This is the fourth and final instalment of a multi-part exploration of the audit, assurance, compliance and related concepts brought up in the book, Big Data: A Revolution That Will Transform How We Live, Work, and Think (the book is also available as an audiobook and hey while I am at it, here's the link to the e-book ). In the last two posts we explored the more tactical examples of how big data can assist auditors in executing audits resulting in a more efficient and effective audit. The book also examines the societal implications of big data. In this instalment, we look explore the privacy implications of big data.
What's are the privacy implications of Big Data?
In the past 3 instalments, we've explored the opportunities that big data affords to audit profession and society at large. In this article we look at the privacy implications raised by the book.
When we think of a totalitarian state we flash back to the regimes of world war II or the Soviet era. The book talks about how the East German Communist State invested vast amounts of resources on gathering data from its citizens in order to see who conformed with the state's ideology and who didn't. The book notes that East German secret police (the Ministerium für Staatssicherheit or "stasi") accumulated (amongst other things) 70 miles of documents. However, now big data analytics essentially enables corporations and governments to mine the digital exhaust people leave through social media, using their cell phones or logging into their email accounts and essentially eliminate the privacy people have.
Some may point to anonymization as a potential solution to the problem. However, the authors highlight how New York Times reporters were able to comb through anonymized data published by AOL to positively establish the identity of the users. This highlights that the powerful tools that have emerged from big data alter the privacy landscape. Consequently, privacy controls need to be rethought from this perspective.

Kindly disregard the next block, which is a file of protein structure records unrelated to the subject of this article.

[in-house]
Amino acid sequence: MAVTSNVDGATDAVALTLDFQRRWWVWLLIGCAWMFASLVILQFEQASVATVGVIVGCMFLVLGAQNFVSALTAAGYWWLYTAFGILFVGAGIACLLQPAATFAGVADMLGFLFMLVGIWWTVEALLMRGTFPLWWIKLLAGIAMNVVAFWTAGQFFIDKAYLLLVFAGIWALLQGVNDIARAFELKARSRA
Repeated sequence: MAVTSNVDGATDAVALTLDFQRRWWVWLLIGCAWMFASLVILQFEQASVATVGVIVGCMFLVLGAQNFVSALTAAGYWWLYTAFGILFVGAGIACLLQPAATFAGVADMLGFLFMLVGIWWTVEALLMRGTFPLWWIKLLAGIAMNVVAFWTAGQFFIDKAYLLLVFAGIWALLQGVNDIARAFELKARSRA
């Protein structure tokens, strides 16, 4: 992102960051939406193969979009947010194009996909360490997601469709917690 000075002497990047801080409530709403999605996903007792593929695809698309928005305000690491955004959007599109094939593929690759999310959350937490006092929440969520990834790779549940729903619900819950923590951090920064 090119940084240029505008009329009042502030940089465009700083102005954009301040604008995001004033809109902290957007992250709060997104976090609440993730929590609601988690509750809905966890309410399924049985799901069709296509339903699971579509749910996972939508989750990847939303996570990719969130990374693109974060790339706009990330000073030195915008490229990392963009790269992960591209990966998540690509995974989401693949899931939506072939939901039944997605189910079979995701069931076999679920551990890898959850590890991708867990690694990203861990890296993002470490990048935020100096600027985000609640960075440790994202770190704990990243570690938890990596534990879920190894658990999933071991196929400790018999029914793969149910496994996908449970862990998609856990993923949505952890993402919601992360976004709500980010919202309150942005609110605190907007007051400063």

The authors, however, raise a much more interesting point when discussing privacy in the era of big data. They highlight the conflict between privacy and profiting from big data. They note how the value of big data emerges from the secondary uses of big data. However, privacy policies require the user to consent to a specific uses of data at the time they sign up for the service. This means future big data analytics are essentially limited by what uses the user agreed upon sign-up. However, corporations in their drive to maximize profits will ultimately make privacy policies so loose (i.e. to cover secondary uses) that the user essentially has to give up all their privacy in order to use the service. What the authors propose is an accountability framework. Similar to how stock issuing companies are accountable to the security regulators, the idea is that organizations would be accountable to a privacy body of sorts that reviews the use of the big data and ensures that companies are accountable for the negative consequences of the data.
For those of use that have been involved in privacy compliance, such an approach would make it real for companies to deal with the privacy issues in proactive manner. We saw how companies attitudes towards controls over financial reporting shifted from mild interest (or indifference) to active concern with the passage of Sarbanes-Oxley. In contrast, no similar fervour could be found the business landscape when addressing privacy issues. Although the solution is not obvious, the reality is that companies will make their privacy notices meaningless in order to reap the ROI from investments made in big data.